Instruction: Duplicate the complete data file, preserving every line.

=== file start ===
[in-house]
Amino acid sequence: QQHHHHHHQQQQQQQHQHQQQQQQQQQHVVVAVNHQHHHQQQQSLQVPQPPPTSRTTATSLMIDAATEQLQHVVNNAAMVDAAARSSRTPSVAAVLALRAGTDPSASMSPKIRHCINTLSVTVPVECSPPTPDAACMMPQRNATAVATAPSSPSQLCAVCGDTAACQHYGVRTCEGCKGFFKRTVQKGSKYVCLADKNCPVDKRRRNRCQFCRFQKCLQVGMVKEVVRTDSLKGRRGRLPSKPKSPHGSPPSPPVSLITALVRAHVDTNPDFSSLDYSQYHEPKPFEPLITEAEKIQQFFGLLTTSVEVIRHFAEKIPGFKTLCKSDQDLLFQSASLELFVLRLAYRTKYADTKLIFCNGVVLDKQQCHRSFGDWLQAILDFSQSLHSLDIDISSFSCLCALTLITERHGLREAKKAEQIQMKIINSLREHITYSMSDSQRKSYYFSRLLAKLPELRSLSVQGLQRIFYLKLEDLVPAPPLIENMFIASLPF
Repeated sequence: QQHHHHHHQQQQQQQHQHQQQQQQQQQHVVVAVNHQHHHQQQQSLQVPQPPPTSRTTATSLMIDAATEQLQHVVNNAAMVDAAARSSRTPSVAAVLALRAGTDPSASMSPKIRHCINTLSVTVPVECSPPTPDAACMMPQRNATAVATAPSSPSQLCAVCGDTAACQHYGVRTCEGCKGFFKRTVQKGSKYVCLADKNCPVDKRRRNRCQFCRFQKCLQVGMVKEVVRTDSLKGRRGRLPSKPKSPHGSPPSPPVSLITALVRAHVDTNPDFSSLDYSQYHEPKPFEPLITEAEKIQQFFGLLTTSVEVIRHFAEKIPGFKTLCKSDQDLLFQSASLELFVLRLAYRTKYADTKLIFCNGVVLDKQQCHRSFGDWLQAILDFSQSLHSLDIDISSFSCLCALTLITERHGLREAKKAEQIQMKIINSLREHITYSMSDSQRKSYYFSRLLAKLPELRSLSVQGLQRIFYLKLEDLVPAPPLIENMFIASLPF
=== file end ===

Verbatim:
[in-house]
Amino acid sequence: QQHHHHHHQQQQQQQHQHQQQQQQQQQHVVVAVNHQHHHQQQQSLQVPQPPPTSRTTATSLMIDAATEQLQHVVNNAAMVDAAARSSRTPSVAAVLALRAGTDPSASMSPKIRHCINTLSVTVPVECSPPTPDAACMMPQRNATAVATAPSSPSQLCAVCGDTAACQHYGVRTCEGCKGFFKRTVQKGSKYVCLADKNCPVDKRRRNRCQFCRFQKCLQVGMVKEVVRTDSLKGRRGRLPSKPKSPHGSPPSPPVSLITALVRAHVDTNPDFSSLDYSQYHEPKPFEPLITEAEKIQQFFGLLTTSVEVIRHFAEKIPGFKTLCKSDQDLLFQSASLELFVLRLAYRTKYADTKLIFCNGVVLDKQQCHRSFGDWLQAILDFSQSLHSLDIDISSFSCLCALTLITERHGLREAKKAEQIQMKIINSLREHITYSMSDSQRKSYYFSRLLAKLPELRSLSVQGLQRIFYLKLEDLVPAPPLIENMFIASLPF
Repeated sequence: QQHHHHHHQQQQQQQHQHQQQQQQQQQHVVVAVNHQHHHQQQQSLQVPQPPPTSRTTATSLMIDAATEQLQHVVNNAAMVDAAARSSRTPSVAAVLALRAGTDPSASMSPKIRHCINTLSVTVPVECSPPTPDAACMMPQRNATAVATAPSSPSQLCAVCGDTAACQHYGVRTCEGCKGFFKRTVQKGSKYVCLADKNCPVDKRRRNRCQFCRFQKCLQVGMVKEVVRTDSLKGRRGRLPSKPKSPHGSPPSPPVSLITALVRAHVDTNPDFSSLDYSQYHEPKPFEPLITEAEKIQQFFGLLTTSVEVIRHFAEKIPGFKTLCKSDQDLLFQSASLELFVLRLAYRTKYADTKLIFCNGVVLDKQQCHRSFGDWLQAILDFSQSLHSLDIDISSFSCLCALTLITERHGLREAKKAEQIQMKIINSLREHITYSMSDSQRKSYYFSRLLAKLPELRSLSVQGLQRIFYLKLEDLVPAPPLIENMFIASLPF